36. The Spratlys: 1950s • The withdrawal of ROC forces from Itu Aba Island rendered the Spratlys effectively deserted. • The Islands,however, were continued to be used by Hainan, Vietnamese, and other fishermen.

  37. The Cloma Incident • 1947- Thomas Cloma, a Filipino businessman and lawyer, claimed the discovery of the Spratly Islands and starts a settlement. • 1951- The San Francisco Treaty is passed. The Philippines claim that this treaty nullifies all previous ownership of the islands, because Japan does not cede the territory a country. • 1956- Cloma declares that the islands are a "protectorate" called Kalaya'an or Freedomland

  38. The Kalayaans • MAY 15, 1956 – Cloma informed Philippine Vice President and Foreign Affairs Secretary Carlos P. Garcia that he had claimed the Kalayaan Islands, and were then in the process of surveying and occupying the islands.

  39. The Kalayaans • Cloma based the claim on “right of discovery and/or occupation. • Cloma’s claim included most of the islands of the Spratlys, namely: Spratly Island, Itu Aba, Nam Yit, and Thitu as well as such important reefs and shoals as North Danger Reef, Mariveles Reef and Investigation Shoal.

  40. The Kalayaans • “Insofar as the Department of Foreign Affairs is concerned, it regards the islands, islets, coral reefs, shoals, and sand cays comprised within what you called “Freedomland,” with the exclusion of those belonging to the seven-island group known internationally as the Spratlys, as res nullius…which means , in other words, that they are open to economic exploitation and settlement by Filipino nationals, who have as much right under international law as nationals of any other country to carry on such activities,so long as the exclusive sovereignty of any other country over them has not been established….”

  41. The Kalayaans • June 1956 – Saigon and Taipei issued several stern protests • China (PROC) issued its own protest through the New China News Agency and declared Cloma’s claim of discovery so much ‘nonsense’ • June 9, 1956 – France informed the Philippine Government that the former regarded the Spratlys as French territory, for these islands, had never been ceded to South Vietnam. • The Philippine Government quickly informed Saigon and Taipei that the Philippines had made no official claim on the area.

  42. The Kalayaans • July 11, 1956 – China (ROC) re-occupied and maintained a garrison on Itu Aba. • Saigon sent a destroyer to patrol the Spratlys and reached Spratly Island in August 1956 • 1960-1963- ROC teams were dispatched to occupy and erect boundary markers on Thi Tu, Nam Yit and other islands in the Spratlys. • 1968- Filipino troops are stationed at Kota, Pagasa, and Parola • !969- Taipei announced that regular mail delivery system now linked Kaoshiung and Itu Aba.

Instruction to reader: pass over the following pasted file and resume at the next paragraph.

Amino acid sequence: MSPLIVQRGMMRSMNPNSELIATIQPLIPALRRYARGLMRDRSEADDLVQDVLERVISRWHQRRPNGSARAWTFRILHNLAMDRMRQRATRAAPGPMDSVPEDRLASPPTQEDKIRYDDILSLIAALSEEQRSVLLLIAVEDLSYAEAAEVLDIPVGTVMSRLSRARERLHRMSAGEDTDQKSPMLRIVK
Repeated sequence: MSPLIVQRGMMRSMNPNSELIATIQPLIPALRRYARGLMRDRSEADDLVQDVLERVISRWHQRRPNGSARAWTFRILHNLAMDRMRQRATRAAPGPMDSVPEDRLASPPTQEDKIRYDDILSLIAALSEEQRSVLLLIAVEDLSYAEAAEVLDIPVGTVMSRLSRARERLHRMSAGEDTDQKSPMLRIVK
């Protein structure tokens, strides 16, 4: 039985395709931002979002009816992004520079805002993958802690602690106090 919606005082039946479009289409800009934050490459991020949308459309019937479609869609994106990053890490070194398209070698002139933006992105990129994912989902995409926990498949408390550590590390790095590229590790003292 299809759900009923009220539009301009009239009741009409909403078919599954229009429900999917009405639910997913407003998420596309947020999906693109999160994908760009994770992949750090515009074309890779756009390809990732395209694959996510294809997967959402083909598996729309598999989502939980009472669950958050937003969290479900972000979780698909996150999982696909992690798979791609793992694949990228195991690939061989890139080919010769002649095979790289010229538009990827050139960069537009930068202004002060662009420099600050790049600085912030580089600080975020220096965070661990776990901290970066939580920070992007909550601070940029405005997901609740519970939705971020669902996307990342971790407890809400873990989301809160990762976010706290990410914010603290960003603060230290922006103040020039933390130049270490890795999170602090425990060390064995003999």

43. 1970s • Global Oil Crisis • Vietnam War • Re-examination of US Foreign Policy towards China, PROC (hereinafter referred simply as China) • The deterioration of China, ROC’s (hereinafter referred as Taiwan) international position.

  44. Enter the Philippines • July 9, 1971 – Philippine House Minority Leader and Palawan Congressman Ramon Mitra, Jr. reported the “discovery” of a large ROC garrison on Itu Aba and charged that ROC patrol vessels had fired upon an unarmed philippine craft operating in the Spratlys, namely his own sport fishing vessel.

  45. Enter the Philippines • July 1971- Philippine President Ferdinand E. Marcos announced the Philippines’ formal claim to the islands and waters of the Spratlys. • President Marcos noted that these islands “are regarded as res nullius and may be acquired according to the modes of acquisition recognized under international law, among which are occupation and effective administration.”

  46. The Philippine Claim • President Marcos reaffirmed the argument expressed by Vice Pres. Garcia in 1956 that the Spratly Islands was to be divided into two separate entities: a core group of islands including Itu Aba and Spratly Island said to be under the de facto trusteeship of the Allied Powers, and a group of some 53 islands known as Kalayaan unilaterally declared to be as res nullius.

  47. The Philippine Claim • April 1972 – Kalayaan was officially made part of Palawan, to be administered as single municipality. • 1974- The Philippines occupy five features : Nanshan Island ( Lawak), Flat Island (Patag), West York Island (Likas), Northeast Cay (Parola) and Thitu Island ( Pagasa). • June 11, 1978- President Marcos issued Presidential Decree No. 1596 annexing the Kalayaan Islands.

  48. The Philippine Claim • 1978- The Philippines occupy eight features. The additions are Lankiam Cay (Panata), Loaita Island (Kota), and Commodore Reed (Rizal) • 1982- A public statement is made by Prime Minister Caesar Virata that the Spratly Islands will be defended militarily with reference to the Vietnam occupation.